Arkua 7528 Copper-Core Heatsink Review
The model 7528 Arkua heatsink is exactly identical to the model 7228 except for one very important aspect - the fan. Where the model 7228 has a speedy 60mm x 25mm 6800RPM fan the 7528 has a 70mm x 15mm 5400RPM fan. From the users perspective, the 7528 is quieter, and offers comparable performance because it is based on the same underlying metal fin assembly.
We all know that fan power
plays an important role in cooling so the real question now becomes, how much
of a difference is there between the two Arkua coolers?
That's a copper core in
The 7528 is an aluminum heatsink with a copper slug for a heart. With the copper core, a more thermally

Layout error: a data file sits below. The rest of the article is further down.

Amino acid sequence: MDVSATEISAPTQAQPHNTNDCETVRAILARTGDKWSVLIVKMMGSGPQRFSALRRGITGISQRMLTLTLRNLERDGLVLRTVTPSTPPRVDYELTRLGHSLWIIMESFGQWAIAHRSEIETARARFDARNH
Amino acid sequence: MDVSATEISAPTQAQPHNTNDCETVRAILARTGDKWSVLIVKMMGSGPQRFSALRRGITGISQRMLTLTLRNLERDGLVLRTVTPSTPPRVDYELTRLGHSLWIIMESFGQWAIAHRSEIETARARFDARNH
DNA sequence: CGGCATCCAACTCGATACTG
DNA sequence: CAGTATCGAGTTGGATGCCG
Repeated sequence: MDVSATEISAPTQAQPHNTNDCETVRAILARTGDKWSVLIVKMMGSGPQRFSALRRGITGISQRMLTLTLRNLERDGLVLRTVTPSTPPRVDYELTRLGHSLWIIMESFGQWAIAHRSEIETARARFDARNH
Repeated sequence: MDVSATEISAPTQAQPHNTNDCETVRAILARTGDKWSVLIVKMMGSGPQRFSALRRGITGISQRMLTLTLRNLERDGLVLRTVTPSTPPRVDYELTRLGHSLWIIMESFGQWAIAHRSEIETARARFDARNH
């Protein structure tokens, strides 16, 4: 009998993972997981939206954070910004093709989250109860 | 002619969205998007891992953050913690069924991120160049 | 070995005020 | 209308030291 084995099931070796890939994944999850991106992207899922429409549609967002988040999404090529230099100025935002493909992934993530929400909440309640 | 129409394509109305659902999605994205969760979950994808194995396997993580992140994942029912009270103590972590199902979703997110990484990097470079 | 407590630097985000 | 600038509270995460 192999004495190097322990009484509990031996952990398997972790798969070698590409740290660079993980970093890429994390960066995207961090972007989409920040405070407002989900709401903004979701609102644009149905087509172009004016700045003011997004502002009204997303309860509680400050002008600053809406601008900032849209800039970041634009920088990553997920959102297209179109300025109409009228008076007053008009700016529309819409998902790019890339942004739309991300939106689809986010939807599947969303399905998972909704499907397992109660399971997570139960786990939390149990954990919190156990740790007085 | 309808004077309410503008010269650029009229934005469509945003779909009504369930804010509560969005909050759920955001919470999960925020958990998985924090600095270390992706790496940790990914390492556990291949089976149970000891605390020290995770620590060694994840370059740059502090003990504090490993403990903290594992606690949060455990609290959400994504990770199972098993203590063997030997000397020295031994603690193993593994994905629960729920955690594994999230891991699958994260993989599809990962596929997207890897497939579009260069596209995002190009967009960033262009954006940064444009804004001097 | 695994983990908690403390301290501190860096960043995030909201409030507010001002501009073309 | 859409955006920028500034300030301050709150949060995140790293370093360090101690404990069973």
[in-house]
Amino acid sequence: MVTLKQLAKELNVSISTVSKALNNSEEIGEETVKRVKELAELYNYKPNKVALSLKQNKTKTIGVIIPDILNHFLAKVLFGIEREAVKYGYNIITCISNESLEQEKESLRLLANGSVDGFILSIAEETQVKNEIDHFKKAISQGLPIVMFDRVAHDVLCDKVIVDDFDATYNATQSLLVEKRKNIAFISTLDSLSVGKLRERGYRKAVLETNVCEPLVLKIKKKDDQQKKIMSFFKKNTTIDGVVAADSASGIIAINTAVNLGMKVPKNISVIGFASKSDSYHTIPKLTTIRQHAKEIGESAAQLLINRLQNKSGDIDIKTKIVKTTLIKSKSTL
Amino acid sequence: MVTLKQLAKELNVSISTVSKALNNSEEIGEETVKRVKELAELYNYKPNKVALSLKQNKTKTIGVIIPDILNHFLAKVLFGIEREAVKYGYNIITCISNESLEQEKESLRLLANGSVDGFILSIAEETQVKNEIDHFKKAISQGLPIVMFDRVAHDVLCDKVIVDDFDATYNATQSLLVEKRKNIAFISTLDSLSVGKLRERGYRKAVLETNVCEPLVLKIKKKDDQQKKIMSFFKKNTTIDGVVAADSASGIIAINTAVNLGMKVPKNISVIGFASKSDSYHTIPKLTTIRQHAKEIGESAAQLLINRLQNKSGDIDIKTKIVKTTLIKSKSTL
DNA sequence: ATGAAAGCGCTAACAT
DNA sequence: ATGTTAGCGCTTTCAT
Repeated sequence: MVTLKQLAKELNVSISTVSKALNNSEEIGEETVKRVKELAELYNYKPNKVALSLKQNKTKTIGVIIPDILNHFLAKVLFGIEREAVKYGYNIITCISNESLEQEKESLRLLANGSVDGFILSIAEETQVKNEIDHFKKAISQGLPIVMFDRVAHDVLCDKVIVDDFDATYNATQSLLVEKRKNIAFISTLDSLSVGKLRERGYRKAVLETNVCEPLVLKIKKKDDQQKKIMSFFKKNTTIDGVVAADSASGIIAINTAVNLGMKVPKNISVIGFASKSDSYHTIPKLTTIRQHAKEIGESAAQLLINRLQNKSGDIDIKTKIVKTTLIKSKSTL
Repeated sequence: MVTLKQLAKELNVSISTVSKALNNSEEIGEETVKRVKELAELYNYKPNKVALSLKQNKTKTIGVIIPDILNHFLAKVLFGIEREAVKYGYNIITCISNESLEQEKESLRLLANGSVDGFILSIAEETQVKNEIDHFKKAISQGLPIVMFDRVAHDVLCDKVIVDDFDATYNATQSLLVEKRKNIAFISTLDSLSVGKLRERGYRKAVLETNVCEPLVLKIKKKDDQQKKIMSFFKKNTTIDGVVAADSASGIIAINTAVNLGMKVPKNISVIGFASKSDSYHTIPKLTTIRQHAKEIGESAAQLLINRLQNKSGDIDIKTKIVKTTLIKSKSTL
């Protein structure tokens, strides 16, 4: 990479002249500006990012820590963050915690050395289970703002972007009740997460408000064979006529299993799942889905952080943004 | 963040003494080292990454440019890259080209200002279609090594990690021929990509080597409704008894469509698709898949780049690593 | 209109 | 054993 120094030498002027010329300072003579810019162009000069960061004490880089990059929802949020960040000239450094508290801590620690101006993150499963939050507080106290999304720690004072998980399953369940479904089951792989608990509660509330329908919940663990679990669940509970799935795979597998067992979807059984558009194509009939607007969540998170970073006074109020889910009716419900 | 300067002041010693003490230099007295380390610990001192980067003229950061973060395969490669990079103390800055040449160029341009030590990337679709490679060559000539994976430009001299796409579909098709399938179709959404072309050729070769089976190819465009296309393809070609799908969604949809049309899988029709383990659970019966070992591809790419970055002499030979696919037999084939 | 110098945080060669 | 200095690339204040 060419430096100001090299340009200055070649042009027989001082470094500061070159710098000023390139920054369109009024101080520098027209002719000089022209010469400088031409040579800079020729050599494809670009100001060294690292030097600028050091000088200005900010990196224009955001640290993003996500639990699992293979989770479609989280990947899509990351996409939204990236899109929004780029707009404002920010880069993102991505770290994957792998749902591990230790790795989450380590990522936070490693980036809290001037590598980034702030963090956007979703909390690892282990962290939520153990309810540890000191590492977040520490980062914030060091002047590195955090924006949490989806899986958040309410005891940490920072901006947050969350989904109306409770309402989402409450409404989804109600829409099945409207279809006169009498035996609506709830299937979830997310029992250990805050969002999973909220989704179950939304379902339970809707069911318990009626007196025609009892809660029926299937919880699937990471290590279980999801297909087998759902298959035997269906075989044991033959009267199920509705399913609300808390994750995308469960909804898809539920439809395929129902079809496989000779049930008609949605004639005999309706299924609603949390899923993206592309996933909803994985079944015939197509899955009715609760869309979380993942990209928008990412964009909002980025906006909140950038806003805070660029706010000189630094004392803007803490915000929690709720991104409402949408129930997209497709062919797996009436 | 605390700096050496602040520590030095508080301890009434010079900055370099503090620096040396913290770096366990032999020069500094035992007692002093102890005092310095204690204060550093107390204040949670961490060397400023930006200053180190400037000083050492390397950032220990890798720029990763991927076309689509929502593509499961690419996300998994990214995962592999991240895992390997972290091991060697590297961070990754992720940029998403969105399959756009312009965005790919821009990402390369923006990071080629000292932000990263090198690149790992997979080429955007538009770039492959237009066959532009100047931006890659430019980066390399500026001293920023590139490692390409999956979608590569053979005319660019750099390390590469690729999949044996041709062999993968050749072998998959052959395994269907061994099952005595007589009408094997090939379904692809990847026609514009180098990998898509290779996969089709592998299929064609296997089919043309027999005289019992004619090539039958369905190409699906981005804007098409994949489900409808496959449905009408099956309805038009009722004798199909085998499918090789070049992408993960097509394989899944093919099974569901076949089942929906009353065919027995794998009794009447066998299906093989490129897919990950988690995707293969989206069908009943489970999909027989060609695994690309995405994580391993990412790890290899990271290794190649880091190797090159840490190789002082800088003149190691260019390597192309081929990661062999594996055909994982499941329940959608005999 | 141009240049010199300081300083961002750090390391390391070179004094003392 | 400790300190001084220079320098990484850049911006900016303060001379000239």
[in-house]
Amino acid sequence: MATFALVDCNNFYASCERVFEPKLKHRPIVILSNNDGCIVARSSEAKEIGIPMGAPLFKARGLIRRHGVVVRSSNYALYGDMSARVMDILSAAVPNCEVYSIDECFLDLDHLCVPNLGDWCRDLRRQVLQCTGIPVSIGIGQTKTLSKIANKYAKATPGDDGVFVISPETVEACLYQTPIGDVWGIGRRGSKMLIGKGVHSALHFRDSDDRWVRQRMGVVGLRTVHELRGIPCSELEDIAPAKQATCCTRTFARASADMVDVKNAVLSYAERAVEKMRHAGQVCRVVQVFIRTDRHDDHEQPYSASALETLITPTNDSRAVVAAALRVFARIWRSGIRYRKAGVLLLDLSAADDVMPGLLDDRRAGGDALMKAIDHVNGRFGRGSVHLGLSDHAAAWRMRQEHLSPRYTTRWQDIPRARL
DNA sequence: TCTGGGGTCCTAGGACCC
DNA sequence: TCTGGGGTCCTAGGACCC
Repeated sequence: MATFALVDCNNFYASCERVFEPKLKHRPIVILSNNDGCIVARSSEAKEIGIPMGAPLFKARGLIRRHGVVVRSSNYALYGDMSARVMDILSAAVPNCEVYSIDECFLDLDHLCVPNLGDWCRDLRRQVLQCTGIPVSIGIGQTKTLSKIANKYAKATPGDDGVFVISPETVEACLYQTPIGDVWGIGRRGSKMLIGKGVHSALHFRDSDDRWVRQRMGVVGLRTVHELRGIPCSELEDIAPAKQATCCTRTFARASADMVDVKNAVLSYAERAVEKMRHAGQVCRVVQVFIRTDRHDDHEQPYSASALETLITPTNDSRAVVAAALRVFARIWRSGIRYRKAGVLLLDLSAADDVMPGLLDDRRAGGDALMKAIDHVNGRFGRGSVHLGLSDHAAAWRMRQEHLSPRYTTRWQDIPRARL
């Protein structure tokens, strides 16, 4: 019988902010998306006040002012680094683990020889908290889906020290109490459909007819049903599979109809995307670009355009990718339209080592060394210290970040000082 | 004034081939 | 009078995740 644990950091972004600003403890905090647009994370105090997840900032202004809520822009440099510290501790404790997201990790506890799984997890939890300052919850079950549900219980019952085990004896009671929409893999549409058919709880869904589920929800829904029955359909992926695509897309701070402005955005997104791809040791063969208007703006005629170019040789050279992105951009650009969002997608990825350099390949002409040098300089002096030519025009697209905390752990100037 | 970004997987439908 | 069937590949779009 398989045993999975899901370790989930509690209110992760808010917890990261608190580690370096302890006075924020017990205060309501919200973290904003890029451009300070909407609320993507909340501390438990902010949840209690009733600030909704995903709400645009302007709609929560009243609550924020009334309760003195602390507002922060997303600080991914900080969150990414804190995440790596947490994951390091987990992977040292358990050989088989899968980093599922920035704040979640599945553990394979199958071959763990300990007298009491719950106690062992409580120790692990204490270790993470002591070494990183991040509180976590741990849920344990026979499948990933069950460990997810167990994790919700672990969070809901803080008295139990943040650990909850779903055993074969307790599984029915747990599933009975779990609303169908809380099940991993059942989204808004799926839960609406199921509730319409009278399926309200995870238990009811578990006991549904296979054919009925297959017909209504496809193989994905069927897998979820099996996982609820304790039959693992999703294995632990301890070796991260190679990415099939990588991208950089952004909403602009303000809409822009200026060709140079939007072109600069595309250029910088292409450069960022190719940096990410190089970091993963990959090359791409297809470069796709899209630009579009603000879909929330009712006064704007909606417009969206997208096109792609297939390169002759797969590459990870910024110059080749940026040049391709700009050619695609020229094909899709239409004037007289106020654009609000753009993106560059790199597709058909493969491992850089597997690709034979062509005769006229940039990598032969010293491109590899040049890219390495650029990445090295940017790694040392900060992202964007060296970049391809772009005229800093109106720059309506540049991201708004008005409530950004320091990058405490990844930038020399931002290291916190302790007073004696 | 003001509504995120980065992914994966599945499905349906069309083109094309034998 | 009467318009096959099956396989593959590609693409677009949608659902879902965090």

conductive center (28mm in diameter) will tend to move the heat to the surrounding aluminum faster. The
top of the copper slug is exposed, and you can almost wonder why
Arkua didn't cut any fins in the surface like the Dragon Orb from
Thermaltake. In cany case, the base which interfaces with todays largely bare silicon
processor dies is machined nice and smooth.
The extrusion design employed by Arkua works rather well
for a couple of reasons. First off the orientation of the fins gains the most of the air
as it decends from the fan, and secondly, the exhuast air that leaves the heatsink is directed right towards
the top surface of the processor.
Continuously blowing cool air down onto
the processor isn't going to hurt anyone's temperature results.
The central portion of
the 7528 has been machined out to leave a 38mm diameter hole that goes down
17.5mm, leaving the copper core only about 24mm in height instead of the full
42mm. The entire design of the Arkua line of heatsinks should remind you of the
Thermoengine heatsinks we all fell over a few months back, and indeed according
to the Arkua website, their heatsinks are based on licensed technology from